Lessons in Life I Learned From My Baseball Cards

Lessons in Life I Learned From My Baseball Cards

Language: English

Pages: 0

ISBN: B00J84KRF2

Format: PDF / Kindle (mobi) / ePub


Remember when the most exciting moment of your childhood was opening a fresh pack of baseball cards? How you gazed lovingly at the pictures of your heroes, pored over their statistics, thrilled to their exploits and identified with their lives? We all know someone whose baseball card collection was the most significant touchstone of his childhood. Baseball card collector Patrick Caraher has turned his lifelong passion into a spiritual odyssey in Lessons in Life I Learned from Baseball Cards. Selecting some prize items from his collection, Caraher has reflected on their larger resonance and produced this little gem of a book, the sports equivalent of Everything I Need to Know I Learned in Kindergarten. With deft cameos of stars whose admirable lives and careers characterized such virtues as fortitude, humility, determination, honesty, and decency, Caraher has breathed life into the statistics behind baseball's role models and produced a collection of miniature portraits that illuminates the national pastime as few other books have. 

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slam homeruns and most runs batted in. One record which appeared unbreakable was career hits—4,191 by Ty Cobb. Along with my search for the next Hank Aaron, I looked to find the next Ty Cobb. To top 4,000 hits a player must average over 200 hits for 20 years. Studying my cards in search of potential candidates, I was surprised when discovering the career of Vada Pinson. Throughout his first 14 years in the Majors, Vada Pinson accumulated 2,320 career hits. Seeing that he was 33 years old and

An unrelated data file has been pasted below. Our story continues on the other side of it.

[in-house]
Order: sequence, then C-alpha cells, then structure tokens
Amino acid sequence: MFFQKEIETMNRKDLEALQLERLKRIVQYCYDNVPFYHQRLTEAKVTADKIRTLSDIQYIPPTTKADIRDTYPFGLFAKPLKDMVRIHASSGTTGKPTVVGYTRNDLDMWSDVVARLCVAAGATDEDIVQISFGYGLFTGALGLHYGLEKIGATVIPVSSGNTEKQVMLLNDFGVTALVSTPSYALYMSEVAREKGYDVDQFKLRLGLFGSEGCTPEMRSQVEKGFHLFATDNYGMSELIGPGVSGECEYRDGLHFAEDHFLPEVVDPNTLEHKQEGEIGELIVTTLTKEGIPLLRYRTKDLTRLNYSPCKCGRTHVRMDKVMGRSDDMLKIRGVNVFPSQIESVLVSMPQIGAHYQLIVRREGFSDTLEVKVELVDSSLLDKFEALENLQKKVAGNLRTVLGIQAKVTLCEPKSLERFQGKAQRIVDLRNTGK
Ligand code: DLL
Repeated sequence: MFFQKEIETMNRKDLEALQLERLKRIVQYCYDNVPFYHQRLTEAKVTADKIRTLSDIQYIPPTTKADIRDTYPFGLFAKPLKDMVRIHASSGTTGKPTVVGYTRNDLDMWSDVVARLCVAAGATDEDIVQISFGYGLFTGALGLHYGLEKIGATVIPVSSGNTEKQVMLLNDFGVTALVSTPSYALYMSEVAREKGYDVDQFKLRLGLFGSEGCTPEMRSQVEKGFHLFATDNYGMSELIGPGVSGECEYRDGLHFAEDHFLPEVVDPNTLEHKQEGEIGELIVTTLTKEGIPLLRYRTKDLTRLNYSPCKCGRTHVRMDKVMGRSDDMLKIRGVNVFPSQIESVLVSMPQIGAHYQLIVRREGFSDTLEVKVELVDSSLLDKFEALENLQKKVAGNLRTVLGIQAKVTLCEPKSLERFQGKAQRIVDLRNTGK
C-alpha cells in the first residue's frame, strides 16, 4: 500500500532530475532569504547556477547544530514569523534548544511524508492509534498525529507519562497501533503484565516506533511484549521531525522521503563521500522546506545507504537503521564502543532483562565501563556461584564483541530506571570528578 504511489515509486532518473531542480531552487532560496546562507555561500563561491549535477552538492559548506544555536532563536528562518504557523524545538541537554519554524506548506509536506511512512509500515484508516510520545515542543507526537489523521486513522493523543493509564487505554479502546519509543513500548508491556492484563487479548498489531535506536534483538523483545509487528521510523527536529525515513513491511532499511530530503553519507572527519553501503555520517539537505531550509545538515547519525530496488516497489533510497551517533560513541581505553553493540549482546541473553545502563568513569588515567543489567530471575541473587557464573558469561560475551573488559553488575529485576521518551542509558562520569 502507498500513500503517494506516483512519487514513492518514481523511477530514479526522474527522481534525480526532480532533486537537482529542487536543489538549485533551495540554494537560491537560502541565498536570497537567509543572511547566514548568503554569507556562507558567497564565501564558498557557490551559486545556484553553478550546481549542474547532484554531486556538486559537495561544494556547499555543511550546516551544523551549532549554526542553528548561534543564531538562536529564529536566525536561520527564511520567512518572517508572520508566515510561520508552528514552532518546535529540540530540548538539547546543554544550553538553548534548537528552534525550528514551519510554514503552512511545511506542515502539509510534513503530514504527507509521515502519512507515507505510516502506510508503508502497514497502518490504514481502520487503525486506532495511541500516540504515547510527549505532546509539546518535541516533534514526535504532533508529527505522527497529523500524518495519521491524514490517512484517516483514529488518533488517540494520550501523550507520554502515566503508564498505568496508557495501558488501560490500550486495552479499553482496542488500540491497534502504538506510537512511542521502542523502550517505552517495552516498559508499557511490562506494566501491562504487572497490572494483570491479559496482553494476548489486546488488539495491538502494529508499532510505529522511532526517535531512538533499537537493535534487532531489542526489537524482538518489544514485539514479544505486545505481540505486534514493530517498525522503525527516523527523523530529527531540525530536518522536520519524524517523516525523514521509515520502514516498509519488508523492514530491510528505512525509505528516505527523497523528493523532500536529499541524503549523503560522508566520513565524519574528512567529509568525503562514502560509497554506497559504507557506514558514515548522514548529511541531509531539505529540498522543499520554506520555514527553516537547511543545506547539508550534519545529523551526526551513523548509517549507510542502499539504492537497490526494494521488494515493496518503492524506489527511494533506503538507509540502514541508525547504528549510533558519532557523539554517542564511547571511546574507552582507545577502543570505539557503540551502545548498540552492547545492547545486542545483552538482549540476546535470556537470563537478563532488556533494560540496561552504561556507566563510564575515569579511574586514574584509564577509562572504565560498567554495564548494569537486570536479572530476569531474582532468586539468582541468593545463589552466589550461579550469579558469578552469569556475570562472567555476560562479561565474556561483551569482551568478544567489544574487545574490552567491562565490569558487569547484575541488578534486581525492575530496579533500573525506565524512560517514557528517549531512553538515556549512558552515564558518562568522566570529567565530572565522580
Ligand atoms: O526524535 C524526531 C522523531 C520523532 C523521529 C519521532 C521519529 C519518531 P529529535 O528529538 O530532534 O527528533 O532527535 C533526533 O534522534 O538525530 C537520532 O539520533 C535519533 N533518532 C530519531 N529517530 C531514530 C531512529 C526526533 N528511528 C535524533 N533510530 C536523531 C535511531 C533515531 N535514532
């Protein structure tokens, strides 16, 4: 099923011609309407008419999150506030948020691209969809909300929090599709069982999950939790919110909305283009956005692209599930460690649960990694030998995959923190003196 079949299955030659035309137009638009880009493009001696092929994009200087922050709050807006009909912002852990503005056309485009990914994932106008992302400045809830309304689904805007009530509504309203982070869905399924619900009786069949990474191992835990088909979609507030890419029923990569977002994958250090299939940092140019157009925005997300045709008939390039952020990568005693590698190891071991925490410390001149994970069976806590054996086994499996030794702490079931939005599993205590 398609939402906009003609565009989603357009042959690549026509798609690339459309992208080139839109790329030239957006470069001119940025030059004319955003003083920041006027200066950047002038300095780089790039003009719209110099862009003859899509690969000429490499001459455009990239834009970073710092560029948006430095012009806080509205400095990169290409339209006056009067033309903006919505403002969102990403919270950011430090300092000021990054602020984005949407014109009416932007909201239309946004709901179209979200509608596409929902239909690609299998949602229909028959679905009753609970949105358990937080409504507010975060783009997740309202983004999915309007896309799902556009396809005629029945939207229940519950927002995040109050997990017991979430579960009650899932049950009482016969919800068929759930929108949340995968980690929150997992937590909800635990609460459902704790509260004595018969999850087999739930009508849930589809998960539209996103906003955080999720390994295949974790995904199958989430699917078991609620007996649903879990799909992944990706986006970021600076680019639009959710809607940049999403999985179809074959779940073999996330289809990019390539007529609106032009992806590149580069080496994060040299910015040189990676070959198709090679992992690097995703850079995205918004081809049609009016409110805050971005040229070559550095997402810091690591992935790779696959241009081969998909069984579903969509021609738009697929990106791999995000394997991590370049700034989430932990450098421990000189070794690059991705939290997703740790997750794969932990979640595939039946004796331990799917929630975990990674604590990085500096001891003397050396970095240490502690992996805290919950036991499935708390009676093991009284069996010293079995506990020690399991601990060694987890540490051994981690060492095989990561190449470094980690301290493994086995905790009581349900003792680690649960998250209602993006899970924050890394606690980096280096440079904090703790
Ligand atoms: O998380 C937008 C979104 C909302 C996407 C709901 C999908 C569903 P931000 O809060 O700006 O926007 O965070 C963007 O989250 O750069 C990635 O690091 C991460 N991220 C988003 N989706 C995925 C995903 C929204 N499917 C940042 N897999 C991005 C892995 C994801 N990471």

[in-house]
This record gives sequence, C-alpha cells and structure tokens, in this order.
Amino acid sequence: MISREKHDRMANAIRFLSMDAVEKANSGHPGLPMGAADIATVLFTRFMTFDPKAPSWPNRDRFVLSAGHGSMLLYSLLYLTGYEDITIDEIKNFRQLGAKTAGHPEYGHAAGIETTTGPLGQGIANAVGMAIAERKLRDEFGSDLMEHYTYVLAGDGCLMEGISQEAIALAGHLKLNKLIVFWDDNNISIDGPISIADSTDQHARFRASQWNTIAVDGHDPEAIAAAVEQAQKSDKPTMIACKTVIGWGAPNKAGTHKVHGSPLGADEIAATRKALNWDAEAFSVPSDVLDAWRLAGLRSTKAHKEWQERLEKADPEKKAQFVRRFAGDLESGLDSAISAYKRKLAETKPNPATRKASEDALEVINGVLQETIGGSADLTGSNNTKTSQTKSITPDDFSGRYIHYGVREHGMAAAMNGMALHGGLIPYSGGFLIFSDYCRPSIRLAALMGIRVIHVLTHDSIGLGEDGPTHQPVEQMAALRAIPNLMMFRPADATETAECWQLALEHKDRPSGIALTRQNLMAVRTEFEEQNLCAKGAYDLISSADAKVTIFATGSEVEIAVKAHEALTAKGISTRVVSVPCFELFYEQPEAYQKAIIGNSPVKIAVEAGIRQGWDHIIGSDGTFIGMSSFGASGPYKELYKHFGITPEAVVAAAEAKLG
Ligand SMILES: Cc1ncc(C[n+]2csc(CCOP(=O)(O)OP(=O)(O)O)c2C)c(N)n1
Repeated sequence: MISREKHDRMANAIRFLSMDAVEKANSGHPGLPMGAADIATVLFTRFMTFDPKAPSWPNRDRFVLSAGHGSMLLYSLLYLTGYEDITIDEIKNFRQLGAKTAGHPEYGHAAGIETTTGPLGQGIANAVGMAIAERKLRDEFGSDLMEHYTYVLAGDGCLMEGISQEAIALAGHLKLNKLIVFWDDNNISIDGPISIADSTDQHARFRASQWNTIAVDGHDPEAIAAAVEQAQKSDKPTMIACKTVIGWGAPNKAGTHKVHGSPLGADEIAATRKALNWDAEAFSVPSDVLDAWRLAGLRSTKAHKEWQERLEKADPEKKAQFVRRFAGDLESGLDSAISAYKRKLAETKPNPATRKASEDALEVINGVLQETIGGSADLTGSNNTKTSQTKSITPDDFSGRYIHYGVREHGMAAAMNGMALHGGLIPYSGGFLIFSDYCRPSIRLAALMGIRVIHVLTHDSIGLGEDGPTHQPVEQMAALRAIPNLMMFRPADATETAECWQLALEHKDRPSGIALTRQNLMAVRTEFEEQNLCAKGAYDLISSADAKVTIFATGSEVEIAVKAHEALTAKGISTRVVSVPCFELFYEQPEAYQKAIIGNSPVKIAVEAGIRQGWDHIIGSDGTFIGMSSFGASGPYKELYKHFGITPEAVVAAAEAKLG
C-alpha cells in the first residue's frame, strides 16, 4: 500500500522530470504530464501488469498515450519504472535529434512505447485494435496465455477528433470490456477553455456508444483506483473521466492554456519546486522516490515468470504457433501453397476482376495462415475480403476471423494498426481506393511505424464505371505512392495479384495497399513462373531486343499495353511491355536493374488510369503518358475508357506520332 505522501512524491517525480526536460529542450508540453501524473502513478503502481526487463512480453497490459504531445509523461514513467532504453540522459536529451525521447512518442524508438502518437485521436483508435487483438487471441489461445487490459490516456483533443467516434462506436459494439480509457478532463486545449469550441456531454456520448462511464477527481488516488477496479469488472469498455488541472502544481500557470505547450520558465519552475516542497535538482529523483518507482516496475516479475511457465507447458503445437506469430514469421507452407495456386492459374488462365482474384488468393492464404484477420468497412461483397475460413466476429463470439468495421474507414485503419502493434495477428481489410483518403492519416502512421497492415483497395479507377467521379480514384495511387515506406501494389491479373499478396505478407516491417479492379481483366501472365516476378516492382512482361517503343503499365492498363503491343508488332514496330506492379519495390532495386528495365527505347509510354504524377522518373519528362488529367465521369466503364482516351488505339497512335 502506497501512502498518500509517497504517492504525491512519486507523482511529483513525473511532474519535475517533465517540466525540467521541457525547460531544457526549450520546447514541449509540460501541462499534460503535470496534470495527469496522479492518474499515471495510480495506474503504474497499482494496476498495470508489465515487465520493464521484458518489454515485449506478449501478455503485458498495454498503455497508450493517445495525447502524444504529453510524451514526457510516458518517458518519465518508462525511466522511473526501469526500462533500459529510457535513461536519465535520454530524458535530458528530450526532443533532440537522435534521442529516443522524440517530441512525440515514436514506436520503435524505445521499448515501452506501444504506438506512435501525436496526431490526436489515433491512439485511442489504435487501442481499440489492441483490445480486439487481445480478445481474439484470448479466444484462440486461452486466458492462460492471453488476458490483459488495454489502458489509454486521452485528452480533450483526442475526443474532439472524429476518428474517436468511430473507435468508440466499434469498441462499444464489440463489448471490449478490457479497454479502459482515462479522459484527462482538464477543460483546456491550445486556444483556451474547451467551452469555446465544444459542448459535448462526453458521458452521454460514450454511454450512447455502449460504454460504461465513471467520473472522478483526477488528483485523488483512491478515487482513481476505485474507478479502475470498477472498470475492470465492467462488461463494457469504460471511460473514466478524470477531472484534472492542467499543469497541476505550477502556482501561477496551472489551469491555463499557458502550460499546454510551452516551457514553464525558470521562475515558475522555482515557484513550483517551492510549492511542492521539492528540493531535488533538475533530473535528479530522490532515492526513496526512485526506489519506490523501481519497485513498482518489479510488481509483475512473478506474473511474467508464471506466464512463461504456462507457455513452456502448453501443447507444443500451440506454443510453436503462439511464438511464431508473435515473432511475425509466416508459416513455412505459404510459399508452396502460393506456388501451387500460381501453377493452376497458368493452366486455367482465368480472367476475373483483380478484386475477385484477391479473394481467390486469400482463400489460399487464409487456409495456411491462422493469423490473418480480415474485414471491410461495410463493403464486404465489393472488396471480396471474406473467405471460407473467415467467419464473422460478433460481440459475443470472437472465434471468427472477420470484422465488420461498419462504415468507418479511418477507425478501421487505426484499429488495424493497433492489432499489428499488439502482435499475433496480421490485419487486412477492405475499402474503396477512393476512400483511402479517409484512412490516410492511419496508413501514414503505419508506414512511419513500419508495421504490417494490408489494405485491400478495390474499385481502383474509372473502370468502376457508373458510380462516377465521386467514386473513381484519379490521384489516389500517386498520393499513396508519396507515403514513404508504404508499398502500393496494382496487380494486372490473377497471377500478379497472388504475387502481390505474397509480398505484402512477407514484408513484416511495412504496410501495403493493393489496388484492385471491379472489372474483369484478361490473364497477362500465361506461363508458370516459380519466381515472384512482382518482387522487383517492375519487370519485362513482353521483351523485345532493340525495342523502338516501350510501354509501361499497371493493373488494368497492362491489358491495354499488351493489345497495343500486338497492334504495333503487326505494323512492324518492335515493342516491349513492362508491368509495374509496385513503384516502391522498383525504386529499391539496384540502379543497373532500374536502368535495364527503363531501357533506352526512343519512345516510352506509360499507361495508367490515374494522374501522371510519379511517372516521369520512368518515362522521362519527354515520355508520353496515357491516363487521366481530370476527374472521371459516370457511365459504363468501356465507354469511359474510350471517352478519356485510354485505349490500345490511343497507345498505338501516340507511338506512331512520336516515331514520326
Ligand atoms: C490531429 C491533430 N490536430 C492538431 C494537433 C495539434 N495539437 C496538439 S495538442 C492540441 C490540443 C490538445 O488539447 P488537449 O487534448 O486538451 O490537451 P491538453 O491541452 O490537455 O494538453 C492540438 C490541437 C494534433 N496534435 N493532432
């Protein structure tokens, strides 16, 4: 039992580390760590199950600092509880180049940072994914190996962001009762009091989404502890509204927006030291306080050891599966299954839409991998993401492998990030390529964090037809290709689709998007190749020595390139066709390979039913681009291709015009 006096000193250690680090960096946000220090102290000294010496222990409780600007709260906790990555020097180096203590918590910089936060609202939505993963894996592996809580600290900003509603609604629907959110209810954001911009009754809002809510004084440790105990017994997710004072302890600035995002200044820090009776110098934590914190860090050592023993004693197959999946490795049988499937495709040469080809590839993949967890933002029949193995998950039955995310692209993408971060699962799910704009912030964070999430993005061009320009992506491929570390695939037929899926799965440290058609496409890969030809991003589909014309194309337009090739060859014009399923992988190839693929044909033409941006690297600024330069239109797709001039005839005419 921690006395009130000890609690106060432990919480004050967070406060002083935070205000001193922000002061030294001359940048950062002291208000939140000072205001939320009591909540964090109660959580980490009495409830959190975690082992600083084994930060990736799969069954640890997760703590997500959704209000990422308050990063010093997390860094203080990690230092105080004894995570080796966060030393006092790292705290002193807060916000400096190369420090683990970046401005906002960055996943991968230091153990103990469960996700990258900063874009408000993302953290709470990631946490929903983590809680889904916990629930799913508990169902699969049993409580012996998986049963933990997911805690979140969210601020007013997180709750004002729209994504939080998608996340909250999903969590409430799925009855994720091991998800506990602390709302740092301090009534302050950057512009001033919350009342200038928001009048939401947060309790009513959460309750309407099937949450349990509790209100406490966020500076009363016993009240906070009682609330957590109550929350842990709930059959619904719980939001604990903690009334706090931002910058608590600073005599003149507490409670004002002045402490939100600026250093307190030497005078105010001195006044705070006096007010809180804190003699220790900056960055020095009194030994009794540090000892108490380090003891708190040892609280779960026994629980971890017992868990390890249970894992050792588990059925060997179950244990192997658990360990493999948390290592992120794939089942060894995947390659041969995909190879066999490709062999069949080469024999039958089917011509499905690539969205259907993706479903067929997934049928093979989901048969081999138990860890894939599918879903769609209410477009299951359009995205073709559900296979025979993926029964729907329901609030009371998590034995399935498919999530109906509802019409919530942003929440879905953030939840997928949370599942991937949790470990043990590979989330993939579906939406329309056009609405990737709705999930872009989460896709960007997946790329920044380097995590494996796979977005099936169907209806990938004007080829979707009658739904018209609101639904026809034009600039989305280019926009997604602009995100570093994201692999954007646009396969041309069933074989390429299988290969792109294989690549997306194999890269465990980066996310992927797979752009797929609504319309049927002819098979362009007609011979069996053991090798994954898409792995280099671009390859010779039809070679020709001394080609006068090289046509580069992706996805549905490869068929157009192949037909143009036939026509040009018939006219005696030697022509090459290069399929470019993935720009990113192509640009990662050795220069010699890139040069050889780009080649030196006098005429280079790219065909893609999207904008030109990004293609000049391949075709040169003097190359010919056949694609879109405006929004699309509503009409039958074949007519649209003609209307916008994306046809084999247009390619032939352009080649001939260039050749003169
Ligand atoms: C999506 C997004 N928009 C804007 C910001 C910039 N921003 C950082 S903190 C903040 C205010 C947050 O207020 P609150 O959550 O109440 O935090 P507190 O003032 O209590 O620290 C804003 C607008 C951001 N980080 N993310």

career. Hank Aaron did not hit many homeruns at the beginning of his career. In fact, he hit only 13 homeruns in his rookie season. So, I figured that any player who hit close to 13 homeruns during his rookie year had a chance to repeat Aaron's career. Granted, there is a fine line between prediction and wishful thinking, but when Brian Downing of my beloved White Sox hit 10 homeruns during his 1974 rookie season I predicted that he could match Hank Aaron's career. Of course Brian Downing never

International League pitchers. He did adjust and by August he had 23 home runs and lead the league in RBIs. Finally, on August 25, 1967, Johnny Bench received the call to the Majors. The Reds wanted to test out their catcher of the future. Once again, Johnny's bat got off to a slow start. During his brief ‘67 season he got only 14 hits in 86 at bats for a .163 average. His outstanding defensive ability earned him the position as the starting catcher for the 1968 season but the Reds hoped that

than bringing new ideas into the world it felt like a constant competition with others to grab from a limited supply. The potential supply of wealth in this world is unlimited and one of my strongest desires in life is to use my intelligence and creativity to fill this world with more wealth. I longed for an outlet which would let me use my creative skills to their fullest capacity. My love for baseball cards was never lost and during this period and I found hope from my 1990 Dennis Eckersley

quick” schemes and every day people continue to be burned by them. The loss of money and time from these schemes is significant but I fear that the greater loss is the feeling of hopelessness and cynicism that may take over the lives of people that have been burned. My 1964 Topps Super Baseball cards serve as a reminder to me that worthwhile things do not come cheaply. When I now begin to think that I can accomplish something without doing the work, I recall how I deceived myself in the past. I

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